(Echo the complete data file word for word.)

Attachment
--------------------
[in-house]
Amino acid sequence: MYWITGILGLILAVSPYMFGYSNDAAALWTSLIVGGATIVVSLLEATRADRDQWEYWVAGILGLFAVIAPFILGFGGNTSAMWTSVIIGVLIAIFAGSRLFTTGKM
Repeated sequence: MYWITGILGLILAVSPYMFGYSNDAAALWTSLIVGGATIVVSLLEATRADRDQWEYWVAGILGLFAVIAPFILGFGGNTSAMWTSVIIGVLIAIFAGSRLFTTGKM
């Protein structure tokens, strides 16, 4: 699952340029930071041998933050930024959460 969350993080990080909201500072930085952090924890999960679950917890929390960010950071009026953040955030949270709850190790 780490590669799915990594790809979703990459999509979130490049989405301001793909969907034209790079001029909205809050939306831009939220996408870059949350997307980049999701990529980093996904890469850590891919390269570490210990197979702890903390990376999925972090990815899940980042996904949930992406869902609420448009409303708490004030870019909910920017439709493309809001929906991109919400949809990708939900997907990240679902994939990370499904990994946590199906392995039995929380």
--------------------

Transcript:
[in-house]
Amino acid sequence: MYWITGILGLILAVSPYMFGYSNDAAALWTSLIVGGATIVVSLLEATRADRDQWEYWVAGILGLFAVIAPFILGFGGNTSAMWTSVIIGVLIAIFAGSRLFTTGKM
Repeated sequence: MYWITGILGLILAVSPYMFGYSNDAAALWTSLIVGGATIVVSLLEATRADRDQWEYWVAGILGLFAVIAPFILGFGGNTSAMWTSVIIGVLIAIFAGSRLFTTGKM
């Protein structure tokens, strides 16, 4: 699952340029930071041998933050930024959460 969350993080990080909201500072930085952090924890999960679950917890929390960010950071009026953040955030949270709850190790 780490590669799915990594790809979703990459999509979130490049989405301001793909969907034209790079001029909205809050939306831009939220996408870059949350997307980049999701990529980093996904890469850590891919390269570490210990197979702890903390990376999925972090990815899940980042996904949930992406869902609420448009409303708490004030870019909910920017439709493309809001929906991109919400949809990708939900997907990240679902994939990370499904990994946590199906392995039995929380």